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What is the induced current in the loop?

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A 19cm length of 0.27mm diameter nichrome wire is welded into a circular loop. The loop is placed between the poles of an electromagnet, and a field of 0.55T is switched on in a time of 14ms


Apr 17th, 2015

The current in the circuit is equal to the induced electromotive force E.M.F. divided by the resistance of the loop.

I = Ɛi/R

The electromotive force is calculated by Faraday's law:

Ɛi = ΔфB/∆t 

where  фB Is the magnetic flux through the loop. The magnetic flux is the total number of field lines, through the area occupied by the loop and has the following value: 

фB = B A = B πr^2. 

Here, πr^2 is the area of the loop of radius r. The radius of the loop can be computed from the total length of the wire:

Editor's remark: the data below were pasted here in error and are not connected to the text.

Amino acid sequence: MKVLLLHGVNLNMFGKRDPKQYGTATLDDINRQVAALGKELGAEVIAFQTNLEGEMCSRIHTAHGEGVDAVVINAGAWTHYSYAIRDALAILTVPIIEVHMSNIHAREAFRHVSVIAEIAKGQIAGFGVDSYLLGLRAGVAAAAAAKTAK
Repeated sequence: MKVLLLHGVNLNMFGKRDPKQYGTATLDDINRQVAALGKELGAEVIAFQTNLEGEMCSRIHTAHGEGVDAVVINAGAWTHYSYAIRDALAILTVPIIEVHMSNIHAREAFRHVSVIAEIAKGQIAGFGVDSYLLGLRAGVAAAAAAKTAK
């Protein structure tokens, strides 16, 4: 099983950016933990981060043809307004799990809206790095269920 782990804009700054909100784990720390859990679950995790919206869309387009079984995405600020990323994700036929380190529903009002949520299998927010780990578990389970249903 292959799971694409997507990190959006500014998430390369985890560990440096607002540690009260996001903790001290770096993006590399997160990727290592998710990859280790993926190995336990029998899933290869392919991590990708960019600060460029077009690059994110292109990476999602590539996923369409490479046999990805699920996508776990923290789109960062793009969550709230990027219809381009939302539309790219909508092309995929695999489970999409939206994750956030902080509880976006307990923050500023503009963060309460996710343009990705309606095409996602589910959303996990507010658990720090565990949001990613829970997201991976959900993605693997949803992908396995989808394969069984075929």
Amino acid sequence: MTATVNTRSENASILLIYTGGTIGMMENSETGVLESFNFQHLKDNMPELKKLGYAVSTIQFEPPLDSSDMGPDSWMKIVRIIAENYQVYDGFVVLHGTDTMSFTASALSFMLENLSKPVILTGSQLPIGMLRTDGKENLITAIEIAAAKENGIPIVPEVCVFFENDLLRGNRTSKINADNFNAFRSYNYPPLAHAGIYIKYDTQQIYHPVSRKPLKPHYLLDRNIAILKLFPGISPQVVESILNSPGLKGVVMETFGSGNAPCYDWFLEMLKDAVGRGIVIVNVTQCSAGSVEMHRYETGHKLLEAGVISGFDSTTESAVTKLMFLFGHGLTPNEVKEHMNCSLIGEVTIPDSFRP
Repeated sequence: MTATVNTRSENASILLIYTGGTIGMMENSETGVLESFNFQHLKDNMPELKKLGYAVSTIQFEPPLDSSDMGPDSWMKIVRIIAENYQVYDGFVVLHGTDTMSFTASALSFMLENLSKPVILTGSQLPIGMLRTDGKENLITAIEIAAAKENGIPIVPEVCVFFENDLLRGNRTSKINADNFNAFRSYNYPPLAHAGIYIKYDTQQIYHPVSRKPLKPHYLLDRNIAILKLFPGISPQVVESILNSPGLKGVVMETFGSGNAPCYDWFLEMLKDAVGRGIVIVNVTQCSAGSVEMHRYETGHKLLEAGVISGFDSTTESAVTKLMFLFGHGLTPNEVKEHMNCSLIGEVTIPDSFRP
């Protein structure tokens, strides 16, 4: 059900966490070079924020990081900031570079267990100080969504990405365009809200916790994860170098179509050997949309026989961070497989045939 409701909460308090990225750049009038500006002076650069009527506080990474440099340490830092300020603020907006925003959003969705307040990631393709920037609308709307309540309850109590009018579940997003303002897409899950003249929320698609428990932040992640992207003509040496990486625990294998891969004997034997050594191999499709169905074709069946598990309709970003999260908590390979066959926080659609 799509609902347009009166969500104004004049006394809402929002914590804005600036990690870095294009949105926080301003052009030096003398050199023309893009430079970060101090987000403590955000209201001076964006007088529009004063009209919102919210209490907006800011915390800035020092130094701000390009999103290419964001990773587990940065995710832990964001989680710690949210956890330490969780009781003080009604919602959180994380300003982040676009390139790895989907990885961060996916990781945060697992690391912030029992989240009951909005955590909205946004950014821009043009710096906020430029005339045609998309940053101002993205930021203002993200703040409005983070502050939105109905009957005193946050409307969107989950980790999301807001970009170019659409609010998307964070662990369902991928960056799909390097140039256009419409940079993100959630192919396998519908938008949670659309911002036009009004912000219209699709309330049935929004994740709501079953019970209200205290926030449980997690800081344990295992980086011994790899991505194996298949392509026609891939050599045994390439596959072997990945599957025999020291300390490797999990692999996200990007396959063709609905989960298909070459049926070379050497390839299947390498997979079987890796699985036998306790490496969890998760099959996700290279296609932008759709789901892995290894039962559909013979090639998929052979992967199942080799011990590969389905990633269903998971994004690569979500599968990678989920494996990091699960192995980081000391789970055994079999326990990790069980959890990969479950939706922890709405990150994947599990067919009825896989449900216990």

2πr = L  →  r = L/2π   

r^2 = L^2/4π^2

Evaluating the equation of magnetic flux, we have:

фB = (B π)(L^2/4π^2) = BL^2/4π

Initially, the magnetic field in the elecroiman is zero. After closing the switch during 14ms, the EMF generated is:

Ɛi = ΔфB/∆t  = (BL^2/4π)/t = BL^2/4πt

Ɛi = (0.55)(0.19)^2/4(3.14)(0.014) = 0.113 V

To find the resistance R, we apply the law of Pouillet:

R = ρL/S

Where ρ = 10^-6 Ω m, is the resistivity of nichrome, L is the length of wire and S is the area of cross section.

The wire radius is:  r = d/2 = (2.7 10^-4)/2 = 1.35 10^-4 m

R = ρL/πr^2 = (10^-6)(0.19)/(3.14)(1.35 10^-4)^2

R = 3.32 Ω

Finally, the current generated is:

I = Ɛi/R = 0.113/3.32 = 0.034 A = 34 mA

Apr 18th, 2015

Apr 17th, 2015
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